- Allreact-dom/server APIs are redesigned in React 18 so that they can support Suspense completely on the server as well as Streaming SSR. The old Node streaming API has been deprecated for this reason. This was done because this API did not support server streaming of Suspense incrementally. Using the Node Streaming API will now generate the warning: renderToNodeStream
- To stream in Node environments, we would now have to use renderToPipeableStream
- Additionally, a new API is introduced to support streaming on server-side rendering with Suspense in environments like Deno and Cloudflare: renderToReadableStream
- The following APIs now have limited functionality with Suspense, although they still work:
- The renderToStaticNodeStream API would still function for email rendering.
Updated Typescript Definition
If you are using TypeScript for your project, you would have to make some changes when you upgrade to React 18. The most important change is updating the
@types/react-dom dependencies in React 18. These are comparatively safer and are more likely to detect problems.
Another important change is that now you would need to explicitly list the children prop while listing props. See the following example:
Automatic Batching is a whole new feature that has been added to React 18. To enable automatic batching in your project, you would simply have to import create.root and your code will be automatically batched by React 18.
If you do not want automatic batching for your code in React 18, you can import flushSync.
New APIs have been introduced in React 18 keeping in mind library maintainers. The APIs would allow using concurrent rendering, a new feature of React, for specific uses. Let us briefly discuss these APIs.
- useSyncExternalStore enables concurrent reads of external stores making sure that any updates to the store are synchronous.
- useInsertionEffect enables CSS-in-JS libraries to resolve performance issues associated with injecting styles during rendering.
Configuring Testing Environment
In the previous sections, we have covered the changes that you might need to make in your code for it to work once you upgrade to React 18. In this section, we shall talk about the changes you would have to consider in the testing environment while working on React 18.
Your test console would show you this error when you try to upgrade your tests using
create.root, The current testing environment is not configured to support React 18.
To get around this error, you would have to mark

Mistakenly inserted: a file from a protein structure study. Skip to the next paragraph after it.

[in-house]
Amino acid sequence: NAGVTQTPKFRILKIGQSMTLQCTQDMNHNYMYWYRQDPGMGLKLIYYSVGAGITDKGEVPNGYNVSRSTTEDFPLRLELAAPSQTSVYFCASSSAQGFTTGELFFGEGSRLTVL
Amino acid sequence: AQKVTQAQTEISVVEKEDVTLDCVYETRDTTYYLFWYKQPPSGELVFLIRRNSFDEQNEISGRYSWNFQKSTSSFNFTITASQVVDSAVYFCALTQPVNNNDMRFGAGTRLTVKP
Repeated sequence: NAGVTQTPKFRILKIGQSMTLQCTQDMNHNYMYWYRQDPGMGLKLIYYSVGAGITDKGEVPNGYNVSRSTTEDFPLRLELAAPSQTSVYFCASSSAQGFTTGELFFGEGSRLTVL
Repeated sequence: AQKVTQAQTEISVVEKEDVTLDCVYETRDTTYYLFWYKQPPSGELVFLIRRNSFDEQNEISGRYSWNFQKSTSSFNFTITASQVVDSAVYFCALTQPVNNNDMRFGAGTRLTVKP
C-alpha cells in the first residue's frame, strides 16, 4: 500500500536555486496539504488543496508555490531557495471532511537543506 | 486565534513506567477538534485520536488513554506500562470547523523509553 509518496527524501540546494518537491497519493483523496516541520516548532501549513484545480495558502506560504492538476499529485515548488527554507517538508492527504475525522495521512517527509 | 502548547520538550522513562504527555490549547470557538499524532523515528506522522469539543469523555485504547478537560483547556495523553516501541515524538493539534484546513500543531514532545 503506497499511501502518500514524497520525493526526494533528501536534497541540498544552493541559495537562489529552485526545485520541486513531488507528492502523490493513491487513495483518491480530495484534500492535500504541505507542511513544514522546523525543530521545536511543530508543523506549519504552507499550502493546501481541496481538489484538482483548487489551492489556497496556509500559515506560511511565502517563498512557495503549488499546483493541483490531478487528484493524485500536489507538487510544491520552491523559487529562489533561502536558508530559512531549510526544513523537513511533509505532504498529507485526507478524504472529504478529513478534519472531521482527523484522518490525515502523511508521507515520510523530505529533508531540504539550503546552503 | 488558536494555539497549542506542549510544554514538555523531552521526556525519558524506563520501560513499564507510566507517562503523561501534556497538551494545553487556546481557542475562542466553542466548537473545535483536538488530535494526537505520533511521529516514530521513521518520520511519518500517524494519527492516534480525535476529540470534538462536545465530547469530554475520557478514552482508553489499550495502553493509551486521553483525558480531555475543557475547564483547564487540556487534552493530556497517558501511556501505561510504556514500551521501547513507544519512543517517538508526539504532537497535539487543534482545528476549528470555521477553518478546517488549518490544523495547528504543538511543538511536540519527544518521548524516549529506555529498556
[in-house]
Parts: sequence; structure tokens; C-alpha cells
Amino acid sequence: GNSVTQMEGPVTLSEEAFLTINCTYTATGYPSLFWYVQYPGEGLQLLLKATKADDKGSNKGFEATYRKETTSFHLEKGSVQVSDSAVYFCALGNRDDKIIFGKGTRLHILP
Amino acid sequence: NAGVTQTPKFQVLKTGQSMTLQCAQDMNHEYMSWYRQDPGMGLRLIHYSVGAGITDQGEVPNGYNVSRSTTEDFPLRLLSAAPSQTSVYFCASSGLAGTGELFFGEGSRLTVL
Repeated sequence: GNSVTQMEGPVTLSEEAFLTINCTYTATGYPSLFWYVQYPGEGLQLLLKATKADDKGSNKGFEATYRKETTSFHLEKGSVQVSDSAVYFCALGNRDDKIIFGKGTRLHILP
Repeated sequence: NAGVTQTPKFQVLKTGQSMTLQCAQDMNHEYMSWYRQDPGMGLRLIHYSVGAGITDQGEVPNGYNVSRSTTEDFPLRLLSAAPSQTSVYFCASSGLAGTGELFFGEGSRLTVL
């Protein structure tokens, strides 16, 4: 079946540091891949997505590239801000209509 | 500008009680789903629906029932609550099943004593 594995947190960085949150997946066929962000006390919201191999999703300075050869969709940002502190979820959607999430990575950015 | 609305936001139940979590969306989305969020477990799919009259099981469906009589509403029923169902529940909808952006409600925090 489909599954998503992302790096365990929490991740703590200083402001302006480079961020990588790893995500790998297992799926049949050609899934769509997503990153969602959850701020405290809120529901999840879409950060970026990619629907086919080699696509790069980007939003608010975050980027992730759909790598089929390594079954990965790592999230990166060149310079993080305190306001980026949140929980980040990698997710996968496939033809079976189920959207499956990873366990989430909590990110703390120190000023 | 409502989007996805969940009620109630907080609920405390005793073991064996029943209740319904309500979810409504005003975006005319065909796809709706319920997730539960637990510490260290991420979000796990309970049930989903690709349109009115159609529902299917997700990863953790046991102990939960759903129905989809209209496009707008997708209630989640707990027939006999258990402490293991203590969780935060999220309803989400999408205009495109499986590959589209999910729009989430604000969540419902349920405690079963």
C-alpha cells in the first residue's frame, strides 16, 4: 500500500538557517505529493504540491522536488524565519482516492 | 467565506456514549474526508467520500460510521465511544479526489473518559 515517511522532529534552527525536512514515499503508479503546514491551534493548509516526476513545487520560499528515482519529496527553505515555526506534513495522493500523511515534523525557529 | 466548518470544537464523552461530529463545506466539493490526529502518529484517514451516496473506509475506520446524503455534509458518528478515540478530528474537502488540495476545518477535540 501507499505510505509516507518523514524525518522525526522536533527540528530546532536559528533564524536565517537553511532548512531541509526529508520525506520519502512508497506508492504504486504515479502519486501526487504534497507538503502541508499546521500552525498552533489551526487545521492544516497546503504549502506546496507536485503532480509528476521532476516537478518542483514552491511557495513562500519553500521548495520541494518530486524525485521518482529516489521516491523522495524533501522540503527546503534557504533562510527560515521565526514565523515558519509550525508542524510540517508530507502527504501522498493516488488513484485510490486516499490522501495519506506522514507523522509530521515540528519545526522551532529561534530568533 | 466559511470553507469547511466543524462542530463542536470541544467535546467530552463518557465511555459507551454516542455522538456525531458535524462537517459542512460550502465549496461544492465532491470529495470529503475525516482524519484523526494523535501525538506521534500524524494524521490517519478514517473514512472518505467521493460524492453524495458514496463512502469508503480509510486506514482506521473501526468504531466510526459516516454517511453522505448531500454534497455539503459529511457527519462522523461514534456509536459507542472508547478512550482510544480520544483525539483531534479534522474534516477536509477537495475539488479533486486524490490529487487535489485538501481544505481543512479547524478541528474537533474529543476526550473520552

globalThis.IS_REACT_ACT_ENVIRONMENT as true. This would tell React that your code is running in a unit-test-like environment. If you mark this flag as false, react will not mark warnings when an update is not wrapped in act.
Although we have already talked about all the APIs that are deprecated in React 18, let us still have a look at the whole list of deprecated APIs in React 18 as a form of recapitulation. Please keep in mind to not use these APIs once you upgrade to React 18. Your code will either not work, or it would run in React 17 if you use these.
Wrapping Thing Up
React 18 comes with several new features that work interdependently to provide an improved responsivity of codes written using this newest version of the library. Upgrading to React 18 is very simple and should not take more than a few seconds. However, to upgrade our older codes to React 18 and then use all the new features of this version, we would have to make some changes in the code. To make this process a no-brainer, React has introduced several new APIs that we can simply import into our code. This would enable our code to use React 18 completely. Certain APIs are also deprecated as they are substituted by the new APIs. As long as you keep in mind these, upgrading to React 18 is going to be a cakewalk.
There are several new exciting changes to the React library that came with React 18. Upgrade to the newest version and have fun playing around!
Sam took the long path into the world of IT. A post-grad in Bioinformatics, she started coding to build better programs for protein sequencing. Currently, Sam actively writes blogs for 4 Way Technologies. She's always excited about all the new technologies and updates in software development. Sam also writes coding tutorials and beginners guides for, well, beginners.